By AMANDA PETRUSICH
The New York Times: June 10, 2010
BLOOMSDAY may not have reached the nerd heights of Comic-Con, but it’s still a glorious expression of fandom. Each year, in honor of the raunchy, transcendent Dublin day recounted in James Joyce’s “Ulysses” — which details the comings and goings of Leopold Bloom on June 16, 1904 — acolytes rejoice with readings, parties and pub crawls. Few subcultural gatherings merge high and low with quite as much pluck.
One of the earliest Bloomsday precursors was held in France in 1929 (Sylvia Beach, the publisher of “Ulysses,” hosted a lunch with her companion, Adrienne Monnier). In 1954 a group of costumed Irish authors developed the archetype for future celebrations by traversing Dublin via horse-drawn cab and perhaps emptying a glass or two en route.
Today aspiring partakers should consult bloomsdaynyc.org, a compendium of events founded by Enam Hoque in 2008. Mr. Hoque, a passionate Joyce fan, described the Bloomsday mood as ecstatic. “It’s always joyful, it’s always pleasant, it’s always a celebration,” he said. “It’s not a somber mood. Some people may have had a few drinks, a few pints of Guinness. But other people, they just love the literature. You can see their mouths moving as people are speaking.”
Bloomsday on Broadway, staged annually at Symphony Space since 1981, has a cabal of actors and writers performing scenes from the novel. This year’s iteration, which will be simulcast on WNYC radio, wnyc.org and symphonyspace.org, explores the parallels between “Ulysses” and Homer’s “Odyssey.” Excerpts from both works will be enacted on Wednesday by a cast that includes Stephen Colbert, Ira Glass, Malachy McCourt, Tony Roberts and David Margulies. Isaiah Sheffer, artistic director of Symphony Space, will host.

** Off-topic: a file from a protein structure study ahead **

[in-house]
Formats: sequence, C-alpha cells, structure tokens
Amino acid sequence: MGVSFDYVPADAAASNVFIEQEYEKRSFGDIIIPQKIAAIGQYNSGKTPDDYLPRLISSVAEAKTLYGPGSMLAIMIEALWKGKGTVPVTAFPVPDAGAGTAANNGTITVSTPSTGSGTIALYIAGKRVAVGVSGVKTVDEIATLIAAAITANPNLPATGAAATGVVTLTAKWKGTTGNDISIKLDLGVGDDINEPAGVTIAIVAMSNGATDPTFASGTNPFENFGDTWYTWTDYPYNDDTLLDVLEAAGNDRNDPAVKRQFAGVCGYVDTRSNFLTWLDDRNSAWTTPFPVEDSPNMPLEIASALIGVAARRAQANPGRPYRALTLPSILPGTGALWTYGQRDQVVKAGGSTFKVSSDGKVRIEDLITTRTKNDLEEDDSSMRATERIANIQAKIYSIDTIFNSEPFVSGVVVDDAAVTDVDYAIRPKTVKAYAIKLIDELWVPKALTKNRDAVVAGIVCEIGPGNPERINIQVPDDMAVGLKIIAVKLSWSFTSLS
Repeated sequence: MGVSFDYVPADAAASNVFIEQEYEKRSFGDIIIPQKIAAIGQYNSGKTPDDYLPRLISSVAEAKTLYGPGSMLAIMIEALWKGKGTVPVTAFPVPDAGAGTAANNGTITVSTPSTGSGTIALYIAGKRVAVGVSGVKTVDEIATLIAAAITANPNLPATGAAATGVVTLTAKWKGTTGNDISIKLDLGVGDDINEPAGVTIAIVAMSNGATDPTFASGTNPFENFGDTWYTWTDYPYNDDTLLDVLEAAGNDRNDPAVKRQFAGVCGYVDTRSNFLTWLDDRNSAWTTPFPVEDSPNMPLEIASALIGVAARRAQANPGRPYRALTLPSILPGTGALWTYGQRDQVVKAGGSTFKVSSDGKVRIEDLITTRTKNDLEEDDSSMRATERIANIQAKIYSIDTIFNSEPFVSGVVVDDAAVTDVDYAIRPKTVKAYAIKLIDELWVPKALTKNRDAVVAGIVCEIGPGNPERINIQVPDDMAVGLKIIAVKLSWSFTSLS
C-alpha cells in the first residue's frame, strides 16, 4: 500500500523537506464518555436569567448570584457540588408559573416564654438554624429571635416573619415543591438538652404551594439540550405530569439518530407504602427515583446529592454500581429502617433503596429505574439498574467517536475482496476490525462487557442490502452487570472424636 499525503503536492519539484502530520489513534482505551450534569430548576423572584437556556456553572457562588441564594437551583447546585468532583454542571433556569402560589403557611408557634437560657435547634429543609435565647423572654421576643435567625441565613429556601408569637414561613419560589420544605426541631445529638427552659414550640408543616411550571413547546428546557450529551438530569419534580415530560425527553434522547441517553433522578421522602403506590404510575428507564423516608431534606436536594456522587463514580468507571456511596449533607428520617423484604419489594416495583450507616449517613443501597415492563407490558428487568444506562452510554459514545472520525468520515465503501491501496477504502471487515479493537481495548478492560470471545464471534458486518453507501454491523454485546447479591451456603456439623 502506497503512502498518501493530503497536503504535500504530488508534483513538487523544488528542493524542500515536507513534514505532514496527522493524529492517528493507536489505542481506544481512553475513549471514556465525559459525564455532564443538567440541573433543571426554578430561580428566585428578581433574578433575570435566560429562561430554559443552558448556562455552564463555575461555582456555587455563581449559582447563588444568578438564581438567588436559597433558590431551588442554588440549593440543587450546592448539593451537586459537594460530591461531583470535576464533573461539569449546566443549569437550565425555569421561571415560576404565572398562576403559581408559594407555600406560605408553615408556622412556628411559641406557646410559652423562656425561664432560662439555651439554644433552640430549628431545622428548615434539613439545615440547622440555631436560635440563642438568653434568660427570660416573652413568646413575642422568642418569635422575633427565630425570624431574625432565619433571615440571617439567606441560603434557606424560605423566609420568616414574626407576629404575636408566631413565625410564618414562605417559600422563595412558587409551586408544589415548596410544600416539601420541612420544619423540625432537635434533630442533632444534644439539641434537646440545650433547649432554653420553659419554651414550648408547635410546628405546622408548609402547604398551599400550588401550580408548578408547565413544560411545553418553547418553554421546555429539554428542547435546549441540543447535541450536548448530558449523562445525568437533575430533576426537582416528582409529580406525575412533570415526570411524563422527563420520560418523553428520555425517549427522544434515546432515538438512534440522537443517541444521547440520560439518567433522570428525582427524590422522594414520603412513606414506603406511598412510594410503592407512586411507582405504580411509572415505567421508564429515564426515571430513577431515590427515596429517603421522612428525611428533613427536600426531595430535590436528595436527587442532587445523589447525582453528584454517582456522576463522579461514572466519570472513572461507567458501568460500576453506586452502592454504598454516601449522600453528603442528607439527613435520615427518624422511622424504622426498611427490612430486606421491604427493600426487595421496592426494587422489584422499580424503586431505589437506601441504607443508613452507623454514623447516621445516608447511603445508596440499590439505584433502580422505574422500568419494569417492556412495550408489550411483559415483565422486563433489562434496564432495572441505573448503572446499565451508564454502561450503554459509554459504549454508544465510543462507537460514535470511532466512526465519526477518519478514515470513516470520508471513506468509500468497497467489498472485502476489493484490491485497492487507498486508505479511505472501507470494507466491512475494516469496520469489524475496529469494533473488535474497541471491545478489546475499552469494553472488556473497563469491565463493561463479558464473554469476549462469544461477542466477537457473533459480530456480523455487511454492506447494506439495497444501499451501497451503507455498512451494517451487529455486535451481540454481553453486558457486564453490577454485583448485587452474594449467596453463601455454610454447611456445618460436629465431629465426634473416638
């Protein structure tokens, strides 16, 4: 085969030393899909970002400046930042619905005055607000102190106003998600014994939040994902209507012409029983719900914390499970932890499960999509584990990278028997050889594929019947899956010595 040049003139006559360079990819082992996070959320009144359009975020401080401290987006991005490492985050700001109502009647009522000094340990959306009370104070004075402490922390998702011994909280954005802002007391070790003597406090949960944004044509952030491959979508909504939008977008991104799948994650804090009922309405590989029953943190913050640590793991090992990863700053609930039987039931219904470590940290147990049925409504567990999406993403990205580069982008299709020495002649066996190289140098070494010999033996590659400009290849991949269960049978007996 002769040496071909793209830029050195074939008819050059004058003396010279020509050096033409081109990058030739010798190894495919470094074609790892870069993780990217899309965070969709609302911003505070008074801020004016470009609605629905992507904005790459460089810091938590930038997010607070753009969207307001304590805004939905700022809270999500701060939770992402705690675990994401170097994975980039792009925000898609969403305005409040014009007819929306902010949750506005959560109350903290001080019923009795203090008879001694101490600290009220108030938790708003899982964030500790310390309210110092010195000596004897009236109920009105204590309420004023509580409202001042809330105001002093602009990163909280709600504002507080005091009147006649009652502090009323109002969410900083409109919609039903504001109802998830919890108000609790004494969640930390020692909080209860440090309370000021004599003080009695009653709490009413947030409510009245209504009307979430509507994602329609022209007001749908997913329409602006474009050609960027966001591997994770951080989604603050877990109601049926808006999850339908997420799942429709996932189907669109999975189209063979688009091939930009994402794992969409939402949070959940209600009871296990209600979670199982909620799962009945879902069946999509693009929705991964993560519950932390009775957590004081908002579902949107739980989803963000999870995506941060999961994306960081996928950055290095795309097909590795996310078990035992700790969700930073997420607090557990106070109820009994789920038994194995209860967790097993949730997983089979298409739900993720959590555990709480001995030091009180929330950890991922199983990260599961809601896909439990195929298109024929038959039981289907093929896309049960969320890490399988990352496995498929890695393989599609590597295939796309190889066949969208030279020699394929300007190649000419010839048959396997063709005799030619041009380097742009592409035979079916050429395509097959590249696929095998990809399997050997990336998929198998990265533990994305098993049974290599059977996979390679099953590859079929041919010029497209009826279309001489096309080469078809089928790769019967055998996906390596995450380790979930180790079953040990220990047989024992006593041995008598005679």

“Joyce was a poet of sound; he wasn’t a visual person,” Mr. Sheffer said. “It’s meant to be read aloud. The big discovery is that it’s funny.”
Although the prospect of adopting a roiling brogue is tempting for some actors, Mr. Sheffer has a strict no-accents rule, ensuring that his performers don’t sound “like a bunch of actors auditioning for a leprechaun commercial.”
Mr. Colbert, who cites Bloomsday on Broadway as one of the reasons he moved to New York, will play Odysseus. “Performing ‘Ulysses’ on Bloomsday at Symphony Space is the only way I’ll ever finish the damn book,” Mr. Colbert admitted in an e-mail message. The seven-hour event will culminate with a two-and-a-half-hour uncensored reading of Molly Bloom’s erotic late-night monologue by the actress Fionnula Flanagan.
The Friendly Sons of St. Patrick of the City of Brooklyn, a social club, is marking its 150th anniversary by organizing one of Brooklyn’s first large-scale Bloomsday-inspired events. On Saturday members will lead a tour of five pubs along Fifth Avenue in Park Slope, a neighborhood known for its cadre of authors. Actors and fans (including Charles J. Hynes, the district attorney of Kings County, who shares a name with a character in the novel) will read, and participants will get a taste of Bloom’s lunch (“a glass of burgundy,” a Gorgonzola sandwich).
The Friendly Sons — fresh off a six-week, directed reading of the whole of “Ulysses,” which they completed with members of the St. Boniface parish — plan to have a banner and a bagpiper accompanying the troop of celebrants, lest their presence go unnoticed.
And for readers who wish to participate but remain somewhat flummoxed by Joyce’s prose, the illustrator Robert Berry is releasing “Ulysses ‘Seen,’ ” a comic-book adaptation of the novel; the first chapter will be available at ulyssesseen.com (with an accompanying readers’ guide) and as a free app for the iPad. The idea, born on a prior Bloomsday, was fueled, as Mr. Berry explained in an e-mail message, “by a few pints of Guinness and a bet.” That’s an origin Joyce might approve.
Like Molly, Just Say ‘Yes’ (June 11, 2010)